A further IHM is disclosed in commonly assigned U.S. Pat. No. 6,438,408 that measures a group of parameters indicative of the state of HF employing EGM signals, measures of blood pressure including absolute pressure P, developed pressure DP (DP=systolic P—diastolic P), and/or dP/dt, and measures of heart chamber volume (V) over one or more cardiac cycles. These parameters include: (1) relaxation or contraction time constant tau (τ); (2) mechanical restitution (MR), i.e., the mechanical response of a heart chamber to premature stimuli applied to the heart chamber; (3) recirculation fraction (RF), i.e., the rate of decay of PESP effects over a series of heart cycles; and (4) end systolic elastance (EES), i.e., the ratios of end systolic blood pressure P to volume V. These HF state parameters are determined periodically regardless of patient posture and activity level. However, certain of the parameters are only measured or certain of the data are only stored when the patient heart rate is regular and within a normal sinus range between programmed lower and upper heart rates. The parameter data is associated with a date and time stamp and with other patient data, e.g., patient activity level, and the associated parameter data is stored in IMD memory for retrieval at a later date employing conventional telemetry systems. Incremental changes in the parameter data over time, taking any associated time of day and patient data into account, provide a measure of the degree of change in the HF condition of the heart.
Methods and apparatus for developing estimates of the ventricular afterload derived from ventricular pressure measurements employing the CHRONICLE® Model 9520 IHM coupled with a Model 4328A pressure sensor lead are described in commonly assigned, co-pending U.S. patent application Ser. No. 10/376,064 filed Feb. 26, 2003. The estimates of the ventricular afterload can be used to quantify the current state of cardiovascular function, to discern changes in the state of cardiovascular function over time, and to select or alter a therapy delivered by an IMD to optimize cardiovascular function of patients experiencing HF, hypertension, and other clinical pathologies
A system and method are disclosed in commonly assigned co-pending U.S. patent application Ser. No. 10/368,278 filed Feb. 18, 2003, for detecting mechanical pulsus alternans (MPA) as well as associated electrical alternans and other MPA episode data from ventricular pressure and EGM measurements employing the CHRONICLE® Model 9520 IHM coupled with a Model 4328A pressure sensor lead. The collected MPA episode trend data provides indicia related to the mechanical performance of the HF patients heart so that the response of the heart to drug or electrical stimulation therapies prescribed to reduce HF symptoms can be assessed.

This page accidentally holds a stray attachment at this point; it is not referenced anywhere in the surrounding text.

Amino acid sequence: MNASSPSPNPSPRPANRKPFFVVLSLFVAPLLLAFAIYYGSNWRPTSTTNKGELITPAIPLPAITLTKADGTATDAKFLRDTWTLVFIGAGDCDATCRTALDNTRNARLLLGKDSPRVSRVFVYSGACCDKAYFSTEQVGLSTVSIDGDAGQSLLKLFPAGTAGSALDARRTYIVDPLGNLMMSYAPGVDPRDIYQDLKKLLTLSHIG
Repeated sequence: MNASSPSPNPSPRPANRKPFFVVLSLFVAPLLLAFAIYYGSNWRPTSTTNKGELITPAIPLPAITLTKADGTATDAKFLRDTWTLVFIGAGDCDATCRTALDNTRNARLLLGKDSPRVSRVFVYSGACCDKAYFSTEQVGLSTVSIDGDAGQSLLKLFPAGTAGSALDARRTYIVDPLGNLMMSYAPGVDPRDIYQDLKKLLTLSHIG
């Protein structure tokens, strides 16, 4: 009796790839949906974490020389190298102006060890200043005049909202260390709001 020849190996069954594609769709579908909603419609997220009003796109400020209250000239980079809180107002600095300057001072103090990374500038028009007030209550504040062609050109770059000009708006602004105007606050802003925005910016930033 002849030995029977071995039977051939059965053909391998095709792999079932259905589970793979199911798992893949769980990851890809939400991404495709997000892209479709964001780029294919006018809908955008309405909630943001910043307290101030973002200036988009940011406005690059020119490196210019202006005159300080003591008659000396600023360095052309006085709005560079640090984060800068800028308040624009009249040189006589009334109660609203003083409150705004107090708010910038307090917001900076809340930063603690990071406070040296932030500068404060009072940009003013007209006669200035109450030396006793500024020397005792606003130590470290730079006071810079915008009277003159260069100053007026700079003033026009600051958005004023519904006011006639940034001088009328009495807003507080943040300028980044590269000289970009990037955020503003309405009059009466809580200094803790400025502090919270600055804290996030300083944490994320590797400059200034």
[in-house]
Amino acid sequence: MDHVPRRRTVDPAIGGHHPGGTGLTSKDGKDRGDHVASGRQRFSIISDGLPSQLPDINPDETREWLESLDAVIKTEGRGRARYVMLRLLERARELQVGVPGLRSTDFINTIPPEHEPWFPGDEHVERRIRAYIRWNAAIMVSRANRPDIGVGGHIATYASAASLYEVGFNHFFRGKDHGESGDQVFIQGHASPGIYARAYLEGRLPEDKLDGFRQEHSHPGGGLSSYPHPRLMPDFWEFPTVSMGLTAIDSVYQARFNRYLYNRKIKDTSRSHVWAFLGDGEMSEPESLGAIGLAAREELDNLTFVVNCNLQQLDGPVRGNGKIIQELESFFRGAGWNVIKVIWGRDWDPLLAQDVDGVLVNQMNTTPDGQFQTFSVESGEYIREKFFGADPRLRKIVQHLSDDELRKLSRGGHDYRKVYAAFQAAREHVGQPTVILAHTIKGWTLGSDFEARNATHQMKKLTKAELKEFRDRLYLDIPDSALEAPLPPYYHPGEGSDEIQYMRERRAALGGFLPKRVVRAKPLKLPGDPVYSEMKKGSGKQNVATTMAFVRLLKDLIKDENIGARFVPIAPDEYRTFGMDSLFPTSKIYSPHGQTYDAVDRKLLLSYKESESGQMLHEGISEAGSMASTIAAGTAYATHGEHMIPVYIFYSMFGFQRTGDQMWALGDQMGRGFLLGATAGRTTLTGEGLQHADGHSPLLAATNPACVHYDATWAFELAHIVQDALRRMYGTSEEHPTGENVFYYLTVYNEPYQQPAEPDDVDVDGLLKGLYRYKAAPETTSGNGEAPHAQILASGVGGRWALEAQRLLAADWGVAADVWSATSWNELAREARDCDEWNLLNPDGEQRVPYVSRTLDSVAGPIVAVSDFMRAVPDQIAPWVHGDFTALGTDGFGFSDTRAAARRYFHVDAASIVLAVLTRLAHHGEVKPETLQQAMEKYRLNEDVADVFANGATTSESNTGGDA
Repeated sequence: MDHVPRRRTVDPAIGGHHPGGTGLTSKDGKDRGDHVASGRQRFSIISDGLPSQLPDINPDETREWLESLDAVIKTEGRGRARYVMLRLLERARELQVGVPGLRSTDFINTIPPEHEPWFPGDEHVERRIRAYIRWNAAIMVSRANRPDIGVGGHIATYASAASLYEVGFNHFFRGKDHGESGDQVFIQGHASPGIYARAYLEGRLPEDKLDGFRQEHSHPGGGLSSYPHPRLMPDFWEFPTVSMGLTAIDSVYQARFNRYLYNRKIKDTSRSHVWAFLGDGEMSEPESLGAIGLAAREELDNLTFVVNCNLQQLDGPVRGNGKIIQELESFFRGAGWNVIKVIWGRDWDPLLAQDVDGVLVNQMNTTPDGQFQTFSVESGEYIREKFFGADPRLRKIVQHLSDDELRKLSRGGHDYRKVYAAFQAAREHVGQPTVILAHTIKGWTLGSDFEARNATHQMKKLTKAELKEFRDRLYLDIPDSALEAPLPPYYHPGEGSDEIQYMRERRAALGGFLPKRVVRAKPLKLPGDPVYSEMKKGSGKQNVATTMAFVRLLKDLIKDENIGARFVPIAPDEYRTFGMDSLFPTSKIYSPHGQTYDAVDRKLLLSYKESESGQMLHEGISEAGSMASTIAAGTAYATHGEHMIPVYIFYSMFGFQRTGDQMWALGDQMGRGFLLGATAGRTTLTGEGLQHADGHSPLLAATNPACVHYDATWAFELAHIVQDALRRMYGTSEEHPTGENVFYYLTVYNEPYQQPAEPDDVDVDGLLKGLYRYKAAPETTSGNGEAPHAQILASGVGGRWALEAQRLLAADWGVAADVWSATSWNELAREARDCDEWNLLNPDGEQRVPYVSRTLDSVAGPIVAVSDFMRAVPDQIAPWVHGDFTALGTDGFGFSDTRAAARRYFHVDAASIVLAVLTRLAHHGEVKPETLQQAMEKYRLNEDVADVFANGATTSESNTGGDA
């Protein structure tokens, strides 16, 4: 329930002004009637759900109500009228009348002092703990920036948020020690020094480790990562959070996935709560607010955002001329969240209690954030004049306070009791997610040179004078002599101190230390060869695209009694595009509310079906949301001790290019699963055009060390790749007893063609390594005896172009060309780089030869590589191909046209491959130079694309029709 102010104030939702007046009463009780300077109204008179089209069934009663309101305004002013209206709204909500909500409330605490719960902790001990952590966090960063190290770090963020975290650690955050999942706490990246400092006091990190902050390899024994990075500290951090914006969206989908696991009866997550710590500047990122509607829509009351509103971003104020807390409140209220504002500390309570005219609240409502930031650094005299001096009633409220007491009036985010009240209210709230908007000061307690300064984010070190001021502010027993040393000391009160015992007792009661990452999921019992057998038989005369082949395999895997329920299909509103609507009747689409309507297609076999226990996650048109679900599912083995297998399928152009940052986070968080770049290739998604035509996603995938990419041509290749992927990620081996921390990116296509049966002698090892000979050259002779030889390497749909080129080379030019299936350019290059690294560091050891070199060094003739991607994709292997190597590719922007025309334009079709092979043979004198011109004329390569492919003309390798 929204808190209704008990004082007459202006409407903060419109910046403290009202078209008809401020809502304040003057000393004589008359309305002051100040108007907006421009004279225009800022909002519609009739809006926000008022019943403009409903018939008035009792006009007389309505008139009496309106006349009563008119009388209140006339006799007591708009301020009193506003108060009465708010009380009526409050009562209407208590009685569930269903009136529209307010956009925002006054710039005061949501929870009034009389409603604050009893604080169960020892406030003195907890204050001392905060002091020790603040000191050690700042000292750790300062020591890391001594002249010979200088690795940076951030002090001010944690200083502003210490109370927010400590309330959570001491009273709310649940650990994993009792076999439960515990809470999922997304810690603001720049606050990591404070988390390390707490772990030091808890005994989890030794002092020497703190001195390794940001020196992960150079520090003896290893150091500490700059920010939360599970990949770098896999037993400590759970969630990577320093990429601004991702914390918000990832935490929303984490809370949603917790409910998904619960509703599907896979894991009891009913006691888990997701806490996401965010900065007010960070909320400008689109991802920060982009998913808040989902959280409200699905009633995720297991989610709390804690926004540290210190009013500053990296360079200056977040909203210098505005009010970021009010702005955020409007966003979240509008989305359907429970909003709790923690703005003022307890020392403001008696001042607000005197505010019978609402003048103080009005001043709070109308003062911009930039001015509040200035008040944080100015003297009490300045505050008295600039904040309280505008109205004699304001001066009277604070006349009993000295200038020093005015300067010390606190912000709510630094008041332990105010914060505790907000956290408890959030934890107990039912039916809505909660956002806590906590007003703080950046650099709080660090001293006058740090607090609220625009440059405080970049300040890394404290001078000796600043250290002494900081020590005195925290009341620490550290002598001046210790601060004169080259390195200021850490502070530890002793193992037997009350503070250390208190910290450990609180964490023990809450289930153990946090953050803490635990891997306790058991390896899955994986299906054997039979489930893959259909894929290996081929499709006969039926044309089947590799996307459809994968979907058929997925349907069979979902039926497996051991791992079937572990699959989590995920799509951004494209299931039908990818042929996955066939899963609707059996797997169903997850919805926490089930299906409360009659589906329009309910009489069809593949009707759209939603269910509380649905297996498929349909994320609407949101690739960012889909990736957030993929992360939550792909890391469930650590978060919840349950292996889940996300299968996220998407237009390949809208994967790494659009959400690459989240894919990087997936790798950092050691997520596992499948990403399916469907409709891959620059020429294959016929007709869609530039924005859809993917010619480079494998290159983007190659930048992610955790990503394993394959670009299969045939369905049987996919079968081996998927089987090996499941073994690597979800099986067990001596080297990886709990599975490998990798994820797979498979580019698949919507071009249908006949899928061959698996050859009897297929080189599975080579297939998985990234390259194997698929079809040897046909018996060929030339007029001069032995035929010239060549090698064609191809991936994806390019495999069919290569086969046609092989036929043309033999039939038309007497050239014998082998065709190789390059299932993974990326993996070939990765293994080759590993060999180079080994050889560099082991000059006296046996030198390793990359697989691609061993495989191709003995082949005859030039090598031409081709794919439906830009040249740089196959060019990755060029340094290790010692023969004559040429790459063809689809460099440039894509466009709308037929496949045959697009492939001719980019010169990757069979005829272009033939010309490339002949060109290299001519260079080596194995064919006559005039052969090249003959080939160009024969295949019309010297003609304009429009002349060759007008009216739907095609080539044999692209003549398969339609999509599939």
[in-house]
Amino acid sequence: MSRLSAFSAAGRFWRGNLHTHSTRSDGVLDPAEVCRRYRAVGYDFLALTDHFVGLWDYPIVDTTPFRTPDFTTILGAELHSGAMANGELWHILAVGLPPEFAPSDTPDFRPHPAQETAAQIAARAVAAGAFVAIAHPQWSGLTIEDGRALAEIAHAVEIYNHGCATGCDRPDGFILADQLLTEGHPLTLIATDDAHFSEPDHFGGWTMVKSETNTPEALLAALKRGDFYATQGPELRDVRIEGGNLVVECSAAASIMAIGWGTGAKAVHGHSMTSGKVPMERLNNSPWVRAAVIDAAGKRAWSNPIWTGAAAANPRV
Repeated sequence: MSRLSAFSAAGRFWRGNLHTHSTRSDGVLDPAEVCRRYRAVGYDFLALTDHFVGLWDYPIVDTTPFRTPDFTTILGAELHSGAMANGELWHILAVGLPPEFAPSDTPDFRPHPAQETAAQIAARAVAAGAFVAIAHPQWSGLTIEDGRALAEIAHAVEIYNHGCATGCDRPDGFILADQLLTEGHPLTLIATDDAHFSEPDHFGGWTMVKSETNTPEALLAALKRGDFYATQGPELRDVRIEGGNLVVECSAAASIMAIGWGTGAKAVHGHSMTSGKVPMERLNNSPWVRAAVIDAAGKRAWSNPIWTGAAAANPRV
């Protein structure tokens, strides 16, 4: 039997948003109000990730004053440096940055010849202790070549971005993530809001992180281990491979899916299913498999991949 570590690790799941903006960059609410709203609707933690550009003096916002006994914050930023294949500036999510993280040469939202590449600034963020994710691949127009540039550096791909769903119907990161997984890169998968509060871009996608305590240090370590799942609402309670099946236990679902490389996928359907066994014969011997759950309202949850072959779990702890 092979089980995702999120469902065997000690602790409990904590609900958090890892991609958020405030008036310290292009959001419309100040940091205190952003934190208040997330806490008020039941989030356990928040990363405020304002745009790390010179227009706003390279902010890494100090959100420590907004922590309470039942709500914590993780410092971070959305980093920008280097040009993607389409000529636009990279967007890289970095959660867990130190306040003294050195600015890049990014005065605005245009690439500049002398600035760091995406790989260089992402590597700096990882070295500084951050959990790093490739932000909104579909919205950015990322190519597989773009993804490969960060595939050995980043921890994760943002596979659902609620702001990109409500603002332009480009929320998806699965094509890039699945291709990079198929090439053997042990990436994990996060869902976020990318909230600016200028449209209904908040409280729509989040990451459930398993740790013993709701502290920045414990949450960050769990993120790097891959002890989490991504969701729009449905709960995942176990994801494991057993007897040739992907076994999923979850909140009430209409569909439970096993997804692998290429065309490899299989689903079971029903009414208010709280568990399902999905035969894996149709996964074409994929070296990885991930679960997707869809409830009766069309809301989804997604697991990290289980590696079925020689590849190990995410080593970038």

It has also been proposed to detect ischemic conditions of the heart from EGM characteristics, particularly, ST segment elevation, and mechanical heart motion as measured by an accelerometer or changes in measured blood pressure, for example, as described in commonly assigned, co-pending U.S. Patent Application Publication Nos. US 2003/0045805 and US 2002/0120205.
It is therefore desirable to provide a system and method that detects an ischemic state and delivers a pharmacologic agent into the pericardial space to treat the ischemic state in an efficient manner.
It would also be desirable to provide a system and method that delivers NO-donors into the pericardial space to treat detected conditions of the heart.BRIEF SUMMARY OF THE INVENTION
Accordingly, the present invention provides systems and methods that access the pericardial space and deliver a pharmacologic agent into the pericardial space to counter a detected ischemic state or other cardiac condition.
In preferred embodiments, the methods and systems of the present invention provide for transvenously accessing the pericardial space between a heart and its pericardium to deliver a pharmacologic agent to the heart from an implantable infusion pump (IIP). A proximal connector of an infusion catheter is coupled to the IIP, and a distal catheter segment having a distal infusion catheter lumen end opening is disposed in the pericardial space. The IIP delivers a bolus the pharmacologic agent into the pericardial space to treat or counter symptoms of a cardiac condition.
In one preferred embodiment, the infusion catheter is routed transvenously into the right atrium and through the right atrial wall in the atrial appendage to dispose the distal infusion catheter lumen end opening in the pericardial space. The routing may be effected employing a fixation catheter attached to the right atrial wall.